"So that, upon the whole, we may conclude, that the Christian Religion not only was at first attended with miracles, but even at this day cannot be believed by any reasonable person without one. Mere reason is insufficient to convince us of its veracity: And whoever is moved by Faith to assent to it, is conscious of a continued miracle in his own person, which subverts all the principles of his understanding, and gives him a determination to believe what is most contrary to custom and experience."

The object of the lecturer is to show that the objections raised by Reason against the Christian faith are illegitimate and unphilosophical. The method of his argument is, as we have seen in the outline, to show that the various doctrines of revealed religion are above the comprehension of Reason, and this point is established by proving them to be self-contradictory and utterly unintelligible! That is, starting from indis

* Limits of Religious Thought, p. 215.

putable premises-which Reason must acknowledge as suchand reasoning with severest logic, if we become involved in contradictions and absurdities concerning any doctrine, the Existence of God, for example, we are not to discard that doctrine as unreasonable; we are to accept it by Faith; and these speculative difficulties are to be considered as a part of our probation. God has permitted them "to exist as the trial and the discipline of sharp and subtle intellects, as he has permitted moral temptations to form the trial and the discipline of strong and eager passions;"* and in the same spirit our author might have added, as he has created fossils in the rocks in order to mock the honest inquirer after truth!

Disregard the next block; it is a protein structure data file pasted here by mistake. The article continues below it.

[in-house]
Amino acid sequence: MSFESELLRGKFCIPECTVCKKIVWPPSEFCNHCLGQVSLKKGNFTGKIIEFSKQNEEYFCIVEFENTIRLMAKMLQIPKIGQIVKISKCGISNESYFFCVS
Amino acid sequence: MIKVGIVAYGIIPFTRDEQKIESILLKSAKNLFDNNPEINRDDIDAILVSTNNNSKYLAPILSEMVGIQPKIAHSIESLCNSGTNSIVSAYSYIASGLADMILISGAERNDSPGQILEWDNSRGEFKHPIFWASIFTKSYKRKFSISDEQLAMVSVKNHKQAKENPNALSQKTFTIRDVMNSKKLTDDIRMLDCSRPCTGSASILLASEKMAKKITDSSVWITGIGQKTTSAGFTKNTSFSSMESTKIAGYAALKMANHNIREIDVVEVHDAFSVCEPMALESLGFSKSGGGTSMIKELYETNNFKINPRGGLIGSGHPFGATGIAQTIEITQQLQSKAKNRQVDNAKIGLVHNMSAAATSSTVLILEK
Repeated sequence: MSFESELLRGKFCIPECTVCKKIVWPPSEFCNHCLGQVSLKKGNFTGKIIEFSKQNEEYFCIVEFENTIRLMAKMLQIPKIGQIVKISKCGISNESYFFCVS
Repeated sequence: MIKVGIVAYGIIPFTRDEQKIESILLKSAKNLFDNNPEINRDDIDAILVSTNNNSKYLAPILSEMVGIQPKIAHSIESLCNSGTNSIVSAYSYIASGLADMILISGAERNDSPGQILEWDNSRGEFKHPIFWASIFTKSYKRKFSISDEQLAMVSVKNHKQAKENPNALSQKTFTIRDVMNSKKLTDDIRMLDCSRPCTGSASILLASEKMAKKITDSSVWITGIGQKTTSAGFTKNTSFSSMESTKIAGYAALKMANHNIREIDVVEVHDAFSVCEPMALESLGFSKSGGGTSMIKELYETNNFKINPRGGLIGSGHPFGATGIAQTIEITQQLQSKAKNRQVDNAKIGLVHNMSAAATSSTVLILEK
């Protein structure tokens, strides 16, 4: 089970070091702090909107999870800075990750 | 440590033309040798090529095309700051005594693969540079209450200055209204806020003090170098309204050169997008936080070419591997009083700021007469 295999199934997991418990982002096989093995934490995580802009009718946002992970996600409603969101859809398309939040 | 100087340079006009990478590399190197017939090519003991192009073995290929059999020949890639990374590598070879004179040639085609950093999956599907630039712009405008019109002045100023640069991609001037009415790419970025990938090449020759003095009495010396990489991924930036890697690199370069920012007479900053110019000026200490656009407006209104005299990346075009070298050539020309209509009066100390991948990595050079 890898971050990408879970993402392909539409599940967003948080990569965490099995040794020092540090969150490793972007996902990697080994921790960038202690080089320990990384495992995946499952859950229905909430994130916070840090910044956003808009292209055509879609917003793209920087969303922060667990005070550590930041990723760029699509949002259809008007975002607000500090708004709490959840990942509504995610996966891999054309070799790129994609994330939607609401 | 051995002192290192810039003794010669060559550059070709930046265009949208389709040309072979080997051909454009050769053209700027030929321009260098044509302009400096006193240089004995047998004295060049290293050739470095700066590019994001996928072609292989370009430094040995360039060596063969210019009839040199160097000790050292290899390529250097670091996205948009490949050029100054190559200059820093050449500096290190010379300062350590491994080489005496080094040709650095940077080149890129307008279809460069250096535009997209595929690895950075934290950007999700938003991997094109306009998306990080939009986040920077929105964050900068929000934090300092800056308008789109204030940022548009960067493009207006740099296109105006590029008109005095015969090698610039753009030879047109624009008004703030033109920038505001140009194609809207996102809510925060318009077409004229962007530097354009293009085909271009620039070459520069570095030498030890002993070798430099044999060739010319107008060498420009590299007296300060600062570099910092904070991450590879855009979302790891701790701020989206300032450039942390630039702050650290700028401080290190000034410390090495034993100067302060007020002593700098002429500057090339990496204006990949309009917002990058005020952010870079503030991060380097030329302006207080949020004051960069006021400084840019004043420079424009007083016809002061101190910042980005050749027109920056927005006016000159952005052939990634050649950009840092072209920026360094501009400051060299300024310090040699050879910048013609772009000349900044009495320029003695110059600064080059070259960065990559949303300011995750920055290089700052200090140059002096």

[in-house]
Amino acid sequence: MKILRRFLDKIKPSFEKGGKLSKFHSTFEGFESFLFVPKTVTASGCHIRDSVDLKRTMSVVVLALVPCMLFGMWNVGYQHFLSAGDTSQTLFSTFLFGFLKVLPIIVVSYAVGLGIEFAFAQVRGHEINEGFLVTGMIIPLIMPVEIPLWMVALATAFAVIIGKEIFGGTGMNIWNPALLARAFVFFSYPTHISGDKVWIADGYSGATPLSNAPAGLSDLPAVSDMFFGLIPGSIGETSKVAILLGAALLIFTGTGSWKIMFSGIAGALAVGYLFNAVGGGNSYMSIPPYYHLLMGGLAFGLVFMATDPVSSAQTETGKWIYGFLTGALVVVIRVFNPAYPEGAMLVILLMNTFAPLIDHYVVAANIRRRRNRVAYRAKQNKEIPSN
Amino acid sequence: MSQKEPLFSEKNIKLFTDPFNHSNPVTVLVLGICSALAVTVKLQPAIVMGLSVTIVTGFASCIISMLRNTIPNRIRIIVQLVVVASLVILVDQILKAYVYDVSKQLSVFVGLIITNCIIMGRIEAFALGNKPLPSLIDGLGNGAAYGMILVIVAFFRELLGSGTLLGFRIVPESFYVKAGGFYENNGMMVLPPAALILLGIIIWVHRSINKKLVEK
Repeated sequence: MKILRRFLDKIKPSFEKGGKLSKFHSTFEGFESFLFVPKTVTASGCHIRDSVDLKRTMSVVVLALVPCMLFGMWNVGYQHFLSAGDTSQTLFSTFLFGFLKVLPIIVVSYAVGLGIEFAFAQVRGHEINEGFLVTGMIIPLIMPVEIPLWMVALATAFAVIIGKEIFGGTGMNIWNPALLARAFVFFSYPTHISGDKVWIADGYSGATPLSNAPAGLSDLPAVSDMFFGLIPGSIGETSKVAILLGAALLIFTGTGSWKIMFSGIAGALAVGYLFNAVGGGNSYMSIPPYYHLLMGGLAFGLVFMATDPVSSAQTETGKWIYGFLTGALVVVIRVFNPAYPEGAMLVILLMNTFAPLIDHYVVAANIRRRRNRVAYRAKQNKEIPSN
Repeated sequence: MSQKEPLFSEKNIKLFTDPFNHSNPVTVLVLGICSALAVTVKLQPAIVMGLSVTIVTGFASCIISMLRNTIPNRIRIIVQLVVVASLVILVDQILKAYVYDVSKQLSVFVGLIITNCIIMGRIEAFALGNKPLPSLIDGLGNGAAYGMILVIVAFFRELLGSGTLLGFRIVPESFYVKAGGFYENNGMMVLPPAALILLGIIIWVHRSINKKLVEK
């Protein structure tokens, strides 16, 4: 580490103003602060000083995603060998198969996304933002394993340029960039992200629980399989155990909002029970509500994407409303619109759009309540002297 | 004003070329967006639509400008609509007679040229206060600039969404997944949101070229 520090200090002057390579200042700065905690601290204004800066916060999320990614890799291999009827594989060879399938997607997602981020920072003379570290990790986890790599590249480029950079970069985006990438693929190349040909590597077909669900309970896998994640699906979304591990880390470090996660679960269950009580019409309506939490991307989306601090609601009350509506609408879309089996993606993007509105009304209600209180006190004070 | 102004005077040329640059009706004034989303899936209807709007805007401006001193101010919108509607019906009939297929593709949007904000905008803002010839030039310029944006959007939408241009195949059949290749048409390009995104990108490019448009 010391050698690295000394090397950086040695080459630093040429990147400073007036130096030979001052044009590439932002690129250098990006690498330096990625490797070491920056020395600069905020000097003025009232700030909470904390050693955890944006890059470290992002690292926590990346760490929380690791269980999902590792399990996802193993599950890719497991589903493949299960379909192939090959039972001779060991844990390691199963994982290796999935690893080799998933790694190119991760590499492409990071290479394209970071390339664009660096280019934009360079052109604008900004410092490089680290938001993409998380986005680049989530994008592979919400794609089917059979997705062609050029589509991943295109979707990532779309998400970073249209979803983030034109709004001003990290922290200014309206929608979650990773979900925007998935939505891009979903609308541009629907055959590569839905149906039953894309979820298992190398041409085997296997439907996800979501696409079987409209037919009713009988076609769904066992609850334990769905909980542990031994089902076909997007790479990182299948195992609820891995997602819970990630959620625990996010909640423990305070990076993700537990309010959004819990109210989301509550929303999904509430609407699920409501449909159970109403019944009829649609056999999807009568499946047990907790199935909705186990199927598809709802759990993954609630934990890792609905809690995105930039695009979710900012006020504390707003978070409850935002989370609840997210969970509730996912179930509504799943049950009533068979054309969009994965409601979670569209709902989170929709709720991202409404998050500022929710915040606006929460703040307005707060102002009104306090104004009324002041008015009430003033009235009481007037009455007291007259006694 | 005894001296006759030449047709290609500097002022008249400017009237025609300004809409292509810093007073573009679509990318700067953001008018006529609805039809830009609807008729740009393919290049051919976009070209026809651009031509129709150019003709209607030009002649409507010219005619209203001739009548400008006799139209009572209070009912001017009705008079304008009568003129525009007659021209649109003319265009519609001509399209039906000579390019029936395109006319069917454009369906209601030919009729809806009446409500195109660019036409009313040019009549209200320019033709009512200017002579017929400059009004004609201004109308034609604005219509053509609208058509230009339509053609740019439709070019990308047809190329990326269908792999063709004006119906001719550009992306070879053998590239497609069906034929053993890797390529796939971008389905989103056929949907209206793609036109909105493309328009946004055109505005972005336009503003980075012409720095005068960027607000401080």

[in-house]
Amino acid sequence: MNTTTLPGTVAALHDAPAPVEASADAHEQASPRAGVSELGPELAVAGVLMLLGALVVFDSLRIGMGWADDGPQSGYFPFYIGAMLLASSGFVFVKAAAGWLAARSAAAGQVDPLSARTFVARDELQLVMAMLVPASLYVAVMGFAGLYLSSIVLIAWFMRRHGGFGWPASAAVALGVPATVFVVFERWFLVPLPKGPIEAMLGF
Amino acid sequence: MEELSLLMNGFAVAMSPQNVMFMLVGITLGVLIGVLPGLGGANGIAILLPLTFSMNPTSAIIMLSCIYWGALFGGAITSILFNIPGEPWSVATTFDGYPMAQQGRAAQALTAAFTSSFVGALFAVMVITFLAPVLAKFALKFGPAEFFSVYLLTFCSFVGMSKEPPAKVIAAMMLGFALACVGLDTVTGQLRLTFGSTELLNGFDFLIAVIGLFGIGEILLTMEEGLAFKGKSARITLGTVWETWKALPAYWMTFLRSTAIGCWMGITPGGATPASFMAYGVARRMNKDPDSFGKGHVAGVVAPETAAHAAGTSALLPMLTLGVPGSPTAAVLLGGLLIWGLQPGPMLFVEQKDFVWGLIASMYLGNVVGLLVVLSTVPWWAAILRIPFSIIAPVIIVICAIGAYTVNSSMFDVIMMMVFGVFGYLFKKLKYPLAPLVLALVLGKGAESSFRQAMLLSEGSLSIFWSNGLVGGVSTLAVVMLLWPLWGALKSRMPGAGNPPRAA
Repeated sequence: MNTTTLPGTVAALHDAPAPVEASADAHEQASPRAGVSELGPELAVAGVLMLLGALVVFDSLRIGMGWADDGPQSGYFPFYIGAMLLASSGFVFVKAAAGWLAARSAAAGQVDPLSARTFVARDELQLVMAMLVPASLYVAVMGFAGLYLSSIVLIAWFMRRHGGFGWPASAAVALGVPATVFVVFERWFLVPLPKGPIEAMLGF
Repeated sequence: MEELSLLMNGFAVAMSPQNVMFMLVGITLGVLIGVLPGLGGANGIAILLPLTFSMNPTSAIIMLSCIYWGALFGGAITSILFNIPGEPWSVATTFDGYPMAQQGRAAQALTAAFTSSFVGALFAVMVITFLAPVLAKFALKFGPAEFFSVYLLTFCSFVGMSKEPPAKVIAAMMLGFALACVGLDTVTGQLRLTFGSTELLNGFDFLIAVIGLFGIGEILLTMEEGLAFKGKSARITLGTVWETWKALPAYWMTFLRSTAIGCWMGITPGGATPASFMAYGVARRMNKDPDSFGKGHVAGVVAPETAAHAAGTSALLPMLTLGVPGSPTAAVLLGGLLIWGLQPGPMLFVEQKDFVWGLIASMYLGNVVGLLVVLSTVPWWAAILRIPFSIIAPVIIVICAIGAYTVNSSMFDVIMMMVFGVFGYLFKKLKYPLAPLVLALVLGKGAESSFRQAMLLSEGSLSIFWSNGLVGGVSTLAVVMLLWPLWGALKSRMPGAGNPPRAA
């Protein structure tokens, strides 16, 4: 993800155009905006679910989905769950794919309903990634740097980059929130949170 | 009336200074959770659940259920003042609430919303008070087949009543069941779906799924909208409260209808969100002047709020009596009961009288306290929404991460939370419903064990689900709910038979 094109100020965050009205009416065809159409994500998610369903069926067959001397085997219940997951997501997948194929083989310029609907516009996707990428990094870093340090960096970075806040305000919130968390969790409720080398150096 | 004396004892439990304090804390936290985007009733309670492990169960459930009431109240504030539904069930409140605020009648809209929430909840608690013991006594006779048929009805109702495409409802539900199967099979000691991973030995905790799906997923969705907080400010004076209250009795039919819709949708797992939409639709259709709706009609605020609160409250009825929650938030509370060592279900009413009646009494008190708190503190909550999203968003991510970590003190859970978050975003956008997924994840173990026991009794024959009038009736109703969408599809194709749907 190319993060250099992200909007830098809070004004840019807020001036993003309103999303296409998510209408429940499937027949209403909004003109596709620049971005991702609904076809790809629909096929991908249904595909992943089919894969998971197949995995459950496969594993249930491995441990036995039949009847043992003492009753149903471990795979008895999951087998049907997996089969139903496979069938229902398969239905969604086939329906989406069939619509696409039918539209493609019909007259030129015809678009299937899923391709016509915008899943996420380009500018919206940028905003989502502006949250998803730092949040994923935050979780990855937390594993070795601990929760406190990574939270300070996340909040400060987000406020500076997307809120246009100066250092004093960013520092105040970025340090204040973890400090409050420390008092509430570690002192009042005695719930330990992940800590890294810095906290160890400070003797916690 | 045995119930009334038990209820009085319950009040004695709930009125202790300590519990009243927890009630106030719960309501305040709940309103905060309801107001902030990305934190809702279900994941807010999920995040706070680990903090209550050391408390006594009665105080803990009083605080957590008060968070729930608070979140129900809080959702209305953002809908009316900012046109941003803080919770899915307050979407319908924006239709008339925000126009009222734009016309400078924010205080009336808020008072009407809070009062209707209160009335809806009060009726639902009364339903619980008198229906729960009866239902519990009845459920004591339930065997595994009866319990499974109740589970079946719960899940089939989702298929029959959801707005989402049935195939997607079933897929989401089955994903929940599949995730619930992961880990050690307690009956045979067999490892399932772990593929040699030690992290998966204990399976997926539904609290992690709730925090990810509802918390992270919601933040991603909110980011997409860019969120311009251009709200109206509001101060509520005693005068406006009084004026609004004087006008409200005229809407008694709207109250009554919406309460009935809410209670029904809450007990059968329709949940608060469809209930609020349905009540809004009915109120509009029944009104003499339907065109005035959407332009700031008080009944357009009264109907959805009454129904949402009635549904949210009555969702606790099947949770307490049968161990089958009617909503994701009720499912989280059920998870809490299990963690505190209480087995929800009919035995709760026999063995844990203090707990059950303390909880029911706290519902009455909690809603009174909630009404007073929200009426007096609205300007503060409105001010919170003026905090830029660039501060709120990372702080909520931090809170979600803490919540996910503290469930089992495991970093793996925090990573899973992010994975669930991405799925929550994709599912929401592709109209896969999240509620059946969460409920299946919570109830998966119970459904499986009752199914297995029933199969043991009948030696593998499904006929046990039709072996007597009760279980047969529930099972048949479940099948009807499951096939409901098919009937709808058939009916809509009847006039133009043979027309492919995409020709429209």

Tom

But, if the objections urged by Reason against the Christian faith be illegitimate and vain, surely the arguments which Reason offers in its favor are also illegitimate and vain. The morality of the Bible is no longer any ground for its authority. We can draw no argument from the intrinsic truth and excellence of Christianity. Our faith, so far as it has been grounded on internal evidence, is irrational and unwarrantable. The Church must cede the vantage ground won in the past. Paine may withdraw his concessions. Good old grandmothers, whose faith in Christianity has been reposing on the ground of its perfect adaptation to their spiritual wants, must rub up their spectacles, study Hebrew and Syriac, compare old manuscripts, investigate the Canon and settle all the knotty points at issue between Science and Criticism and the Old Interpretation. In these alone are to be found the legitimate object of a rational criticism, the valid ground of a rational belief!

And this preposterous defense of Christianity is offered after the objections of Reason to the content of the Christian faith have been fairly met and answered, after the battle has been fought out, the province won, and the controversy shifted to a new arena! We have heard much lately of the long somnolence of the Church of England, and it is certainly a charitable view to take of her condition, as represented in the persons of Mr. Mansel and his supporters. Rip Van Winkle has been

VOL. XIX.

Limits of Religious Thought, p. 219.
22

asleep. He does not know that the world is older by a hundred years; that the wars of the Manhattoes are ended, and that the tactics of Peter the Headstrong are obsolete.

But this is not the worst. In sending forth the Church to battle with Science and Criticism for the external evidences of her faith, our author not only strips her of all her defensive armor, which has rendered her impregnable in days gone by, but he evokes against her a host of merciless foes.